Meeting My Donor’s Family For the First Time

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Samantha’s family & my family

“Hello” I answered the phone. Recognizing the number as one from Fairfax Hospital. It was the social worker. It was weird that she was calling but I had my one year transplant clinic appointment coming up & I assumed she wanted to prepare me for some things we would discuss. “I have a letter for you from your donor’s mother. Would you like me to email it to you?” I was in shock, I hadn’t sent my letter yet. It’s not often that a recipient receives any response from their donor’s family and it’s even more rare that the donor’s family writes first. The only word that came out of mouth was “Yea.” With shaking hands, I immediately went to my email and started to read.

“Dear Recipient,

It is with both sadness and joy that I write you this letter. My daughter, my heart passed way 12 months ago, on June 19, 2016.”

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Angela listening to me breathe

Tears started to run down my face. I continued to read about Samantha. I felt sadness that she had passed away and sadness for the grief her family had endured over the past year. My heart hurt for them. But I was grateful that she left me the gift of life through a new pair of lungs. It was a while before the tears would stop. I immediately called my mom. She thought something bad had happened because I was crying so hard. “I received a letter from my donor’s mom,” I cried into the phone. She came home right away and I read her the letter. She too cried with me. I called my brother, Byron, who lives in Boston. After I read the letter all he could say was, “Wow” and I could hear the tears in his voice. I read that letter many times that day & I still read it often today.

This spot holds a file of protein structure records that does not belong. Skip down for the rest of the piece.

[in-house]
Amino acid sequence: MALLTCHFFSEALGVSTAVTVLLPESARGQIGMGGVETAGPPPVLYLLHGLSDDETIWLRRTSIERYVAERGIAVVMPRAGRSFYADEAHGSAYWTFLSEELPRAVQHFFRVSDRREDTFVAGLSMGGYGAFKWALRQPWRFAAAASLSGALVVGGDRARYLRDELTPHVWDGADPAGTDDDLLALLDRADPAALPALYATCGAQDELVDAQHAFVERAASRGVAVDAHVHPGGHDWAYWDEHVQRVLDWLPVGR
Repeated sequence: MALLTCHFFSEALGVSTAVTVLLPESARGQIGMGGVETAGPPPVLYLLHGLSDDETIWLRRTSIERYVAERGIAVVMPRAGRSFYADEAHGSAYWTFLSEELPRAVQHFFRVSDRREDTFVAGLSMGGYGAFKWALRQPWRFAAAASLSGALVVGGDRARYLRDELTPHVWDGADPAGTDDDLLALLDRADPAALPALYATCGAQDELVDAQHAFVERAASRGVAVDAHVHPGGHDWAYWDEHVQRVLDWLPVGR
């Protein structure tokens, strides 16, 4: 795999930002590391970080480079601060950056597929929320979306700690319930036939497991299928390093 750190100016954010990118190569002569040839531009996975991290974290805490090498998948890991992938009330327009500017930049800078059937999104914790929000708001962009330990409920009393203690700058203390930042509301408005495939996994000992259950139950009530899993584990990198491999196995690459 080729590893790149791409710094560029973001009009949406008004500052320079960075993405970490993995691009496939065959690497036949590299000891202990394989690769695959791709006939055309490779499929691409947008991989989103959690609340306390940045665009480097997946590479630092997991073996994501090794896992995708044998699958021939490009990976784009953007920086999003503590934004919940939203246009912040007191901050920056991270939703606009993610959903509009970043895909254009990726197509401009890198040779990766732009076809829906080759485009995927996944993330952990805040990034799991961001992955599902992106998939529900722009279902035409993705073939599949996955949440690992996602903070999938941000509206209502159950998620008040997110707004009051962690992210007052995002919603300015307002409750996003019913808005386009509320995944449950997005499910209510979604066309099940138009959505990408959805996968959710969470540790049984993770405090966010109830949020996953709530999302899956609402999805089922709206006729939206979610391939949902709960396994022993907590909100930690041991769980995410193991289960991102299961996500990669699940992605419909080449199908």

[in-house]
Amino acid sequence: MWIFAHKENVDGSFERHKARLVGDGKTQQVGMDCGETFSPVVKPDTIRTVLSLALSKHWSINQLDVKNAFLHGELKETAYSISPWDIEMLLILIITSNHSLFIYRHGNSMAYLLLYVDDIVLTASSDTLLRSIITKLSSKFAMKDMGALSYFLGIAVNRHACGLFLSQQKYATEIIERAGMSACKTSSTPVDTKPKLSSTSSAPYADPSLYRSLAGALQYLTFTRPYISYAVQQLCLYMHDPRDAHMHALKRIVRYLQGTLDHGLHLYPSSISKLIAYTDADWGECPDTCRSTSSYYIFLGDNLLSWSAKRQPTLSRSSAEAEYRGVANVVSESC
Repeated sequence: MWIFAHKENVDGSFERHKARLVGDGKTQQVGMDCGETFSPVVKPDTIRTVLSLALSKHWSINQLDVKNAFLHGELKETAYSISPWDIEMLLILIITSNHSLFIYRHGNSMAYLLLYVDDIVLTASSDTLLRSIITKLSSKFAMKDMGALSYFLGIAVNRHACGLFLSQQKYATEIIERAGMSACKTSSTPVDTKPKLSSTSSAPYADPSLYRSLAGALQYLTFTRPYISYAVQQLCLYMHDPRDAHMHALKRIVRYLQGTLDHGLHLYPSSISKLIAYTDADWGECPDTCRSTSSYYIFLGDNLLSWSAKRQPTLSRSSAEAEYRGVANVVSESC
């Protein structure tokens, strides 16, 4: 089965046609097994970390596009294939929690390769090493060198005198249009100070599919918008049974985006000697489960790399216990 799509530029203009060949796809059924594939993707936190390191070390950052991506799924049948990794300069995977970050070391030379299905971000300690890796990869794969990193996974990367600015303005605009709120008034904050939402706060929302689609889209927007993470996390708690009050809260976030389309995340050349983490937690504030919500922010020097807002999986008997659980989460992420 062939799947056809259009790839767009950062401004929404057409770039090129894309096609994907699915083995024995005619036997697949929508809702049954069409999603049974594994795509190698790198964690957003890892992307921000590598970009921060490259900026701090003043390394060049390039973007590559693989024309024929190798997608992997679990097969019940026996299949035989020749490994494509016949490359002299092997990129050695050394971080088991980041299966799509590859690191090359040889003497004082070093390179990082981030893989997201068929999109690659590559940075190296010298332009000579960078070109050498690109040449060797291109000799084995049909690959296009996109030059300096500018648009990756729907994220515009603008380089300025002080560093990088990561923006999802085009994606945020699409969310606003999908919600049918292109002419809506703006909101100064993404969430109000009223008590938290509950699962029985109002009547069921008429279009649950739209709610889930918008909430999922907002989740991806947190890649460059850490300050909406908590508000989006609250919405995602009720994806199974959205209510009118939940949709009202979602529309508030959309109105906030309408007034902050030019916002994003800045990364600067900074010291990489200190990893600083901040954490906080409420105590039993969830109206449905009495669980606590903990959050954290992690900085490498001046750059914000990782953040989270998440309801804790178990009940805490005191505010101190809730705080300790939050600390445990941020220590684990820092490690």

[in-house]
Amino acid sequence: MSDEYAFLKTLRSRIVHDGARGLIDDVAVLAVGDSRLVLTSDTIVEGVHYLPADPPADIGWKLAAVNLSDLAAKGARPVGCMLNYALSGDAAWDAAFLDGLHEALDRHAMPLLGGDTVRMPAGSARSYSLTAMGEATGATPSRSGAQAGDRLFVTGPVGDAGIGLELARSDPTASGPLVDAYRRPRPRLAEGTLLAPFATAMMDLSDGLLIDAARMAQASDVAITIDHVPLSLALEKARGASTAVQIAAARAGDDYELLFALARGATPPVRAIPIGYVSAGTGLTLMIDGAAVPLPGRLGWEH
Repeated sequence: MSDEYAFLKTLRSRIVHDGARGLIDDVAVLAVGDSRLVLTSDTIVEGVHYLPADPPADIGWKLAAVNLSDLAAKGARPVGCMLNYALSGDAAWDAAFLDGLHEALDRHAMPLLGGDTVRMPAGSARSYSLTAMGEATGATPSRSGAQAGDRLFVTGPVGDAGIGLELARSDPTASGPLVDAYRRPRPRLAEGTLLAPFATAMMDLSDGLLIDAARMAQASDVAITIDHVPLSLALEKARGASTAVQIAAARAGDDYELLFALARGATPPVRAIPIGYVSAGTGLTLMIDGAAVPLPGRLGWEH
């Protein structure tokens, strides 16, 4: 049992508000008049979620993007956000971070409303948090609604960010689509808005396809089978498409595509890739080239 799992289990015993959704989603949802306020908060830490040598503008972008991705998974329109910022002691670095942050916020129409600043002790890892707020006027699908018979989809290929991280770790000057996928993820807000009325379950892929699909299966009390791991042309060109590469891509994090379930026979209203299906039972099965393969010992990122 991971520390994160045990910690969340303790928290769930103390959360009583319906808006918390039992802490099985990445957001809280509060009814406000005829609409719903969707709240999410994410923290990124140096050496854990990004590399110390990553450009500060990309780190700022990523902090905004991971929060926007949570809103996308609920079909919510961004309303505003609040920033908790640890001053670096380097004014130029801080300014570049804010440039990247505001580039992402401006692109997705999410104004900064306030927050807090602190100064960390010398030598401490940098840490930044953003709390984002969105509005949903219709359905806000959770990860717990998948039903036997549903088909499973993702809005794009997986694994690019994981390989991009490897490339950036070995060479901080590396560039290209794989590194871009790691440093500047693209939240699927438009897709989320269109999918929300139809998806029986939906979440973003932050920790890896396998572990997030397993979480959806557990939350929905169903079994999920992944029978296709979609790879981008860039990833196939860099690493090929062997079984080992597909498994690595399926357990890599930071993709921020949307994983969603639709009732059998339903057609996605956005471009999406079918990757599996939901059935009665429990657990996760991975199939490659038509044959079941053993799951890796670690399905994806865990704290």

I was planning to hand write my letter to her family and send it after the 4th of July but decided that, since I had received one first, I wanted to send mine out right away. I changed a few things & sent my letter only hours after receiving the letter from Angela. And thankfully I did because the Donate Life Donor Family Advocate was going out of town for the next week & would not have been available to send the letter on to Angela, had I sent it after she left.

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Samantha’s sisters & I (Allison, left & Sara, right)

One thing Angela & I wrote in our letters was that we wanted to meet each other. I was excited she wrote that she wanted to meet because this is something I always wanted. To meet my donor’s family and thank them in person. From the moment I found out I had a lung transplant, my mind immediately went to my donor and since that day I’ve thought about them every single day. Who were they? What did they like to do? I even wondered what caused their death. I now knew that my donor’s name was Samantha, some things she enjoyed and I would later find out more. I was anxious to plan our meeting. We decided on September 9th because my brother was going to Spain for 3 weeks in August and of course we wanted him to be included in the meeting. We decided not to communicate before then so it was two months before I would get to talk with Angela again.